You performed excellently at school, Fanta. You were always top of your class. Your teacher told me on the final prize giving day that you would make a good doctor. She said that you should go to the big university in Conakry. Fanta, I was not comfortable with the idea of you going away to study to Conakry because of what I had in mind for you.
When you entered high school, I married Zaynab my second wife. I asked Mariama to release you to Zaynab. I wanted you to stay with her in her part of the compound and help her with the household chores like you did to Mariama. Zaynab was not pleased to have you around, Fanta. I knew that she felt that I was giving you too much attention. She complained about you to me a lot. Fanta, i wonder why some women are like Zaynab. I wonder why they feel threatened when their husband pays attention to another woman even if the person is a small girl. I had to return you to Mariama for peace to reign in my house. You were happy Fanta, you told me that you loved Mariama.
I was very proud of you Fanta throughout your high school. Your teachers would tell me about your academic achievements in the market. At the local bar when I go to drink skol lager beer, some men would joke about marrying my brilliant daughter.
But Fanta you know you had been mischievous sometimes. Do you remember the day Mariama sent you to the stream to fetch water for her to use in cooking dinner for me? You went and met some other kids at the cashew nut tree at the back of Banguru forest. You stayed there, throwing sticks at the tree to bring down the nuts, cracking them open and eating them. Mariama waited for three hours without seeing you. When the night began to fall, she became worried and informed me of your disappearance. I went out searching for you. I found you munching cashew nuts under the tree. I took you by the hand and brought you back home without saying a word. Ibrahim cut a flexible branch from the kapok tree in the front of the house for me and I used it to whip you. You cried and yelled a lot that night. That night you refused to eat Mariama’s food and went to bed on an empty stomach. Do you remember this, Fanta?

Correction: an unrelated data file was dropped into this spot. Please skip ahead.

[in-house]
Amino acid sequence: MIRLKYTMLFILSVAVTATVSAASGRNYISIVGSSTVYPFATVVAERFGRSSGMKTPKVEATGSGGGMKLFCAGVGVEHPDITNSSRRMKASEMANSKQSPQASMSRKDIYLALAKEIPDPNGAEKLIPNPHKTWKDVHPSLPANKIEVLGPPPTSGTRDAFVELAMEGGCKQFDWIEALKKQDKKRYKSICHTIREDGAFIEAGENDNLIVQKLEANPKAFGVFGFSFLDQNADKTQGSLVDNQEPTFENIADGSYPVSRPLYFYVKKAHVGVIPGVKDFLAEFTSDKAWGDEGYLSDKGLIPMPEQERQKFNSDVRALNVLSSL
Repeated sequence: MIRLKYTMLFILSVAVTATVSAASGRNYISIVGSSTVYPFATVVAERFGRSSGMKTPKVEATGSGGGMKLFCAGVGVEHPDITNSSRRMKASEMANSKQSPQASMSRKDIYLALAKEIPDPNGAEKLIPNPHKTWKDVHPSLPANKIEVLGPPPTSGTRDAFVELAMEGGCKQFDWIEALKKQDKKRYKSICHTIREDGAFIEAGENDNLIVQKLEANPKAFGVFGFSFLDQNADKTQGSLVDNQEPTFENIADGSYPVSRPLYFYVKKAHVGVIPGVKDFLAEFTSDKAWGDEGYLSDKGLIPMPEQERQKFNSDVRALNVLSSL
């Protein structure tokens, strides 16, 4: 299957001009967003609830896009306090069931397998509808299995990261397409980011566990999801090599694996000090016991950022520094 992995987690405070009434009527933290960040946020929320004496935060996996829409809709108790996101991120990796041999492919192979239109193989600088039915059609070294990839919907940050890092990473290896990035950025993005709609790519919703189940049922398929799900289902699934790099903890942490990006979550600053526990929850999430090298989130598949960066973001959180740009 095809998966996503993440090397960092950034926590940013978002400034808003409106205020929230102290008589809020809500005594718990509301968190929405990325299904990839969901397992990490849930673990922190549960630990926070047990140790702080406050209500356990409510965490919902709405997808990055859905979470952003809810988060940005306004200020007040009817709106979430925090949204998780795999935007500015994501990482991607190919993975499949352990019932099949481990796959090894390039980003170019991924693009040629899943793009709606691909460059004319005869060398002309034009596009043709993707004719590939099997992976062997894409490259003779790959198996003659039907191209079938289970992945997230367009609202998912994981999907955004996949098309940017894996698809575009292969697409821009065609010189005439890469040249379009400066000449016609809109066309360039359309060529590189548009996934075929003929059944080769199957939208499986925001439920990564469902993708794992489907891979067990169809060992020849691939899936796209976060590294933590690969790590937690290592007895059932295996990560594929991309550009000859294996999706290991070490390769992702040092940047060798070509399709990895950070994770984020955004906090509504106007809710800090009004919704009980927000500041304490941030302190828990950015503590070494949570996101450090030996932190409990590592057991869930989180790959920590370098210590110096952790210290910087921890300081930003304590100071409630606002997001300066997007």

I watched you grow into a young beautiful and graceful woman. I watched your body change into a curvy shape. I have watched your breasts develop into two big balls that began to attract the attention of young men to you.
Fanta, I didn’t want to see any man around you because of what I have in mind for you. Like a jealous lover, I embarrassed and chased away any man I saw near you. But Fanta you encouraged some of them. What do you find attractive in these immature effeminate looking men with no beards? A mature man should have a big compound like mine, a big farm and a thriving business before chasing after women.
Fanta, your teacher told me that you have been offered a scholarship to study Medicine at the university in Conakry after passing your final exams.
Fanta, when I asked you and you confirmed the news, I asked you not to accept the scholarship offer. This is because of what I have in mind for you. I have been wondering how to tell you this, I have been wondering how you would react…
It’s not been easy for me. I keep struggling to find the right words but Fanta but I just have to let you know that i love you! After all these years I can’t let another man get to you. I have always loved you right from day one. I had given you shelter and protected you like a father would to his daughter because I want you.
Fanta, you are a jewel to me, you are a gift from Allah to me. You are a sweet rose that needs to be handled tenderly. If you go to Conakry, I will lose you forever. I will lose you to the temptations of the big city. Stay with me in Macenta, Fanta, I would give you everything you need. Fanta, please I want to marry you. I know I am almost 52 years while you are just turning 18 but give me a chance to be your lover. Let this scholarship go, I will sponsor your university education after our marriage. Don’t leave me Fanta Diallo, you are my rainbow. Don’t leave me in the cold, be my third wife Fanta Diallo. I love you Fanta